Justice Mary Laffoy has reserved judgment in the High Court in a challenge taken by the Revenue to a decision made by an Appeal Commissioner relating to the businessman Denis O'Brien.

The Appeal Commissioner, Ronan Kelly, found in 2003 that a house at 6 Raglan Road, Dublin 4, purchased by Denis O'Brien in 2000 was not a 'permanent home' under the Ireland/Portugal Double Taxation Convention.

Revenue then withdrew an assessment to capital gains tax of €57.8m in the tax year 2000/2001.

This arose from the sale by Mr O'Brien of shares in Esat Telecom.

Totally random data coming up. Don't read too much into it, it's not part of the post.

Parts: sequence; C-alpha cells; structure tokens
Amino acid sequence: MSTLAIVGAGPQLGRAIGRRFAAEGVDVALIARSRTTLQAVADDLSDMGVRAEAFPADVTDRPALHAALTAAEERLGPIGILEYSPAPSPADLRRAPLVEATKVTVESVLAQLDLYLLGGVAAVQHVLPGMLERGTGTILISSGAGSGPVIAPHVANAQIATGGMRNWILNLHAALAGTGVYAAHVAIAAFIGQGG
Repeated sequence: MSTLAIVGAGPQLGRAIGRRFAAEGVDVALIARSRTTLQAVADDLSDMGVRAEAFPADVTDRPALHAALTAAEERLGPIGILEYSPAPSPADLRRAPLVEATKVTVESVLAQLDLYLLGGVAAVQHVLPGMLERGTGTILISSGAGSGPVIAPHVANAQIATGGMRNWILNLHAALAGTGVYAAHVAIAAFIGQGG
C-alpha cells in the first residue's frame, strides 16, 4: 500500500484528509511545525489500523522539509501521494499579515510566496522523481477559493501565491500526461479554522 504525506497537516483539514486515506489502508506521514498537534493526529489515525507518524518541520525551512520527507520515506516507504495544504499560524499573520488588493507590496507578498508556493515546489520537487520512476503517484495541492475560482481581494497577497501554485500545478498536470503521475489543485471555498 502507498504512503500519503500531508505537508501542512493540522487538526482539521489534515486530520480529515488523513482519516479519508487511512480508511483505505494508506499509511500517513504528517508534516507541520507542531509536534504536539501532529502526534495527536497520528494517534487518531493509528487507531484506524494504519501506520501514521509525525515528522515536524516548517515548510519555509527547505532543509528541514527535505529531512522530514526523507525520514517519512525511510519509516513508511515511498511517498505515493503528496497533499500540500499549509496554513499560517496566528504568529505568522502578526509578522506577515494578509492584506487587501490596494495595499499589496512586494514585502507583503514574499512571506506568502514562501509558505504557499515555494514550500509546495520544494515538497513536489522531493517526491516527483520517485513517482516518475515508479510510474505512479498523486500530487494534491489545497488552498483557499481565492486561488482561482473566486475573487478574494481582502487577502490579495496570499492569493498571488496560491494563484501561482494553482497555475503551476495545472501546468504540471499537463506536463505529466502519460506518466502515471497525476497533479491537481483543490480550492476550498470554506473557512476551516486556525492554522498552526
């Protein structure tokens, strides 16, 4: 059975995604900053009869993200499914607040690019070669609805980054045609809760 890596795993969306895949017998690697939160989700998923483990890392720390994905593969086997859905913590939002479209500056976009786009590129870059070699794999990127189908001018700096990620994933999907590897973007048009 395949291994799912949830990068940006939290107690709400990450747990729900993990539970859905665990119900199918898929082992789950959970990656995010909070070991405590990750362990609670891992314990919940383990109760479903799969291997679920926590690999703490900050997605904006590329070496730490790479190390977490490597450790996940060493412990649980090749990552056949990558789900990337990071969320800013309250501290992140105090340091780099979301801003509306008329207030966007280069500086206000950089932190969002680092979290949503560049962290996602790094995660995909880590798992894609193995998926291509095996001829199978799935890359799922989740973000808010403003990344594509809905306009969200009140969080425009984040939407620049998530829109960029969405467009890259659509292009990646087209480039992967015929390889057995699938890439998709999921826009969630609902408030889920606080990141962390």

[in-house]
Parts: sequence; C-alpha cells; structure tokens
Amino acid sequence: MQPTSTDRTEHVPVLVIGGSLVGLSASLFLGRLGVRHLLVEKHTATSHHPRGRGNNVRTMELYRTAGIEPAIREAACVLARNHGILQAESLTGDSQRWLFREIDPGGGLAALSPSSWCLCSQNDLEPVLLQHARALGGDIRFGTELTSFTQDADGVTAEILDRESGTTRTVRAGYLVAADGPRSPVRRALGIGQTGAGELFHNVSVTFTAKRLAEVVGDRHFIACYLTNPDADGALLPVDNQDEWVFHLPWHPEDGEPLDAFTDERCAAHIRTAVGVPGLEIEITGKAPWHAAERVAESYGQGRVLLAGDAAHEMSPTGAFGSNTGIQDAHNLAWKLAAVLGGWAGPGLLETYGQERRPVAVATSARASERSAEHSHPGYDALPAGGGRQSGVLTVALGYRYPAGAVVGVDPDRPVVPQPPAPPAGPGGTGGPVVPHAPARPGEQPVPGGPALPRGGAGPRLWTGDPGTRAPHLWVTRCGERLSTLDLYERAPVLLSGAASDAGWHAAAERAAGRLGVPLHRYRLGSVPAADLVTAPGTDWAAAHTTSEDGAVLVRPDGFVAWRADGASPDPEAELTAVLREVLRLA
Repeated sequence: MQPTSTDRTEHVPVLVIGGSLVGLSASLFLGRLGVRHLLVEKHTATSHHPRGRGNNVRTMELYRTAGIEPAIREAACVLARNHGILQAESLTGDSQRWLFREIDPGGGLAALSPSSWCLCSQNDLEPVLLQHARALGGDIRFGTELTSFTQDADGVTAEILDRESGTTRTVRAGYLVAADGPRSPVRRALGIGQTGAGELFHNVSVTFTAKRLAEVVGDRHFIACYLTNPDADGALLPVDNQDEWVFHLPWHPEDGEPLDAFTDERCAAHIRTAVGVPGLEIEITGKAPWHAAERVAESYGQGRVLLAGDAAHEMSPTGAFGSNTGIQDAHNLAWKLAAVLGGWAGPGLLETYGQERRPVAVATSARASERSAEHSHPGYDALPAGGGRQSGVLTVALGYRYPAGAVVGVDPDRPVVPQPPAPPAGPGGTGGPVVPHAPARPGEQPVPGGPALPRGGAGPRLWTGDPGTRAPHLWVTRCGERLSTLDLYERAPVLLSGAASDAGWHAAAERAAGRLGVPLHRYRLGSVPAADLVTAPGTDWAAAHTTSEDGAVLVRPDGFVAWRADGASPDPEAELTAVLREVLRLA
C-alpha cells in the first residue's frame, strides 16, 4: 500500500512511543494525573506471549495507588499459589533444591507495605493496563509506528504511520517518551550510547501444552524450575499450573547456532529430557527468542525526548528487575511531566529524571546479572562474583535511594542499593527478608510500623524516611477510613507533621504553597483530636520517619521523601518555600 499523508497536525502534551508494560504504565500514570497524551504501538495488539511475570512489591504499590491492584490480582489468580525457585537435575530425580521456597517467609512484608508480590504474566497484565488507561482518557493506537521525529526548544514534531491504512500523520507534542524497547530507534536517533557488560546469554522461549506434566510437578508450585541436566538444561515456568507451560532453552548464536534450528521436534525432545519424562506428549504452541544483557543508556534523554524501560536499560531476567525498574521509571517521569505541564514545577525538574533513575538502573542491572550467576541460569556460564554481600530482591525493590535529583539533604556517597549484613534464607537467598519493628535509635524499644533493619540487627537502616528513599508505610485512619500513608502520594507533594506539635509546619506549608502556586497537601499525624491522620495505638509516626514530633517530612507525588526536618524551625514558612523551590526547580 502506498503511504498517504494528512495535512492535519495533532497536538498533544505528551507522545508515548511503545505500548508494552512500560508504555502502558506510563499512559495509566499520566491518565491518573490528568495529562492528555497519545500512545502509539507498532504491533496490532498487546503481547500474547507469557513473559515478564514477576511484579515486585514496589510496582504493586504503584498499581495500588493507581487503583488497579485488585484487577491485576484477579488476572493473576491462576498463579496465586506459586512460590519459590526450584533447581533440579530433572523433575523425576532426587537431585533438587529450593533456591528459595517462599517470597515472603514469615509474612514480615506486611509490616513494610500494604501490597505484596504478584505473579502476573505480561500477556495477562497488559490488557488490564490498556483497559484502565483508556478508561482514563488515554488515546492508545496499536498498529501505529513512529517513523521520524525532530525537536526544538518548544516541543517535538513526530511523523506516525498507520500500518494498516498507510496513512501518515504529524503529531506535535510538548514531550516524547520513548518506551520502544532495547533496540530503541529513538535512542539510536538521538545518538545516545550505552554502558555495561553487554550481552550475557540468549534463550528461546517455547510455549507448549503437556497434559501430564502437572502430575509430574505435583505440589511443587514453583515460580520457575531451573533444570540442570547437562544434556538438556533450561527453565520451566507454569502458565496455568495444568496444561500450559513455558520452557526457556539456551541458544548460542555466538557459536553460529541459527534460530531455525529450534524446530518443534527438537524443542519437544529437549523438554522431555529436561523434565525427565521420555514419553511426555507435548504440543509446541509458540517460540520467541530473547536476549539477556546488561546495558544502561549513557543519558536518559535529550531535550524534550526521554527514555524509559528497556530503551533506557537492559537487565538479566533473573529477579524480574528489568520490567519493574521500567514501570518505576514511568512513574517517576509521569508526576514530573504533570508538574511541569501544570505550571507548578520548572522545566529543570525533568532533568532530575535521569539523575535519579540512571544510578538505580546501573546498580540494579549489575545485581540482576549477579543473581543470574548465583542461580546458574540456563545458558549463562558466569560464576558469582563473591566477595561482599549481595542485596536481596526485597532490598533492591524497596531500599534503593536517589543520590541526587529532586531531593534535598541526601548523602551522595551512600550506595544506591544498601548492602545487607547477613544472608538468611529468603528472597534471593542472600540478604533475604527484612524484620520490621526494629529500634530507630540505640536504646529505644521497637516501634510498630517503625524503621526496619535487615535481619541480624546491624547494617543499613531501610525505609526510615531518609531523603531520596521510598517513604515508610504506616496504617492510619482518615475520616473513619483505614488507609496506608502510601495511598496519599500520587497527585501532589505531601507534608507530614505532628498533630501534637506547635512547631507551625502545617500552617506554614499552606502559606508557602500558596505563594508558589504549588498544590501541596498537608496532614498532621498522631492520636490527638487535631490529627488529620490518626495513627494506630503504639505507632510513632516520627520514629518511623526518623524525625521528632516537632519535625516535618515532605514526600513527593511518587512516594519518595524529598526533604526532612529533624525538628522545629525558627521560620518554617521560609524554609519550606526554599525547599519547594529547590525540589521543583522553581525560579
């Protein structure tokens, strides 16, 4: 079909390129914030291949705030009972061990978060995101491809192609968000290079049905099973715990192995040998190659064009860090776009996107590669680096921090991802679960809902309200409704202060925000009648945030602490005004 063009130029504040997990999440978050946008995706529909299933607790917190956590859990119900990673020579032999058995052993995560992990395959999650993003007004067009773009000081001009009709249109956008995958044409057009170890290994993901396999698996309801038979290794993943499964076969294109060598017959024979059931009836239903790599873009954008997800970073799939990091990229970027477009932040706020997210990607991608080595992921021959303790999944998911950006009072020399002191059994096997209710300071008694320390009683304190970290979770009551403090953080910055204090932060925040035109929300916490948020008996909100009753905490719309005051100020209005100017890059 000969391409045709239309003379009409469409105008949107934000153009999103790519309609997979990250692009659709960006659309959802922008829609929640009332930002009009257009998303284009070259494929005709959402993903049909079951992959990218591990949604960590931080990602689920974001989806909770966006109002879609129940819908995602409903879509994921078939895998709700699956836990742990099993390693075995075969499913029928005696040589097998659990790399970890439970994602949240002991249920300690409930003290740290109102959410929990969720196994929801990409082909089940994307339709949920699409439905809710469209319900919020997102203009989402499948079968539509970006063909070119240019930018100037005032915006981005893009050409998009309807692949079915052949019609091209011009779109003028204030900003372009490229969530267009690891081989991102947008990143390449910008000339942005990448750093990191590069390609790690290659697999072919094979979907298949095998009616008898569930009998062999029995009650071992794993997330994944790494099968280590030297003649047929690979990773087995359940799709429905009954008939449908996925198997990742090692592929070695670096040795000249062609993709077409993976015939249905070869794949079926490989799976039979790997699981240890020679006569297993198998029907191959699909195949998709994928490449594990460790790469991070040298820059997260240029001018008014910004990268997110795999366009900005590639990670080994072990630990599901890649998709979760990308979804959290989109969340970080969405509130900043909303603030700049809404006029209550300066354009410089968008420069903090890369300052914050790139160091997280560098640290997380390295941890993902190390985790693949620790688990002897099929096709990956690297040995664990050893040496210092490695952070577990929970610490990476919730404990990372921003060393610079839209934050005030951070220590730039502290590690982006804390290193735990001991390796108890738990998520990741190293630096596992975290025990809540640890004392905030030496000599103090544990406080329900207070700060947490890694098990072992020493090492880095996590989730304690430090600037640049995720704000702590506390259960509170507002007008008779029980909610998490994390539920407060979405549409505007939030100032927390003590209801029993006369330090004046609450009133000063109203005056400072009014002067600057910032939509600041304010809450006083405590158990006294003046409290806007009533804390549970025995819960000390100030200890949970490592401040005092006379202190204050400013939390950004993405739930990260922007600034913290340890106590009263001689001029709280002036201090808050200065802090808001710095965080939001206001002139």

Counsel for the Revenue, Anthony Collins SC, said the Appeal Commissioner had 'erred in law' in not recognising that someone could have two permanent homes under the Convention.

It said it had 'conflated' the concept of a permanently available home and a principal private residence.

Counsel for Denis O'Brien, Dermot Gleeson SC, said the property at Raglan Road was purchased as an investment.

He said Mr O'Brien's family had moved to Portugal and did not have a home in Dublin during the tax year of 2000/2001.

He added that "no stick of O'Brien furniture ever went into this house."